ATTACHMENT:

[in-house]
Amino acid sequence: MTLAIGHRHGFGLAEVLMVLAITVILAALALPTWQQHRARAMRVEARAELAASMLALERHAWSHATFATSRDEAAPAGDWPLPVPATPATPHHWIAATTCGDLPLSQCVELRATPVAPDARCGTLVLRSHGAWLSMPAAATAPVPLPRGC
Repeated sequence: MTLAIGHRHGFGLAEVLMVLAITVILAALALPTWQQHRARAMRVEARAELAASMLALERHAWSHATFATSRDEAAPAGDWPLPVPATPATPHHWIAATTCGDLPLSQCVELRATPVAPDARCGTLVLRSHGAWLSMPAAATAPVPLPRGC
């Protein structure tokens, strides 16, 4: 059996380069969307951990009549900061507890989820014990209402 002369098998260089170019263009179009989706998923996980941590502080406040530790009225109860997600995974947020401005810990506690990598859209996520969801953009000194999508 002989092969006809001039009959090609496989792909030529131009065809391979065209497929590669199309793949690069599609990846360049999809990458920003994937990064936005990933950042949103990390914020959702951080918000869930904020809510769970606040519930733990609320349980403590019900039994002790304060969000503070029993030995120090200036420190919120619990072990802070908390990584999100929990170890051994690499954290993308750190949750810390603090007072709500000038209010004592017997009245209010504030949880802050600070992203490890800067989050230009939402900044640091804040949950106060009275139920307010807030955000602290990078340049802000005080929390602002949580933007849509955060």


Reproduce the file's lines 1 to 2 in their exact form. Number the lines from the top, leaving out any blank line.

[in-house]
Amino acid sequence: MTLAIGHRHGFGLAEVLMVLAITVILAALALPTWQQHRARAMRVEARAELAASMLALERHAWSHATFATSRDEAAPAGDWPLPVPATPATPHHWIAATTCGDLPLSQCVELRATPVAPDARCGTLVLRSHGAWLSMPAAATAPVPLPRGC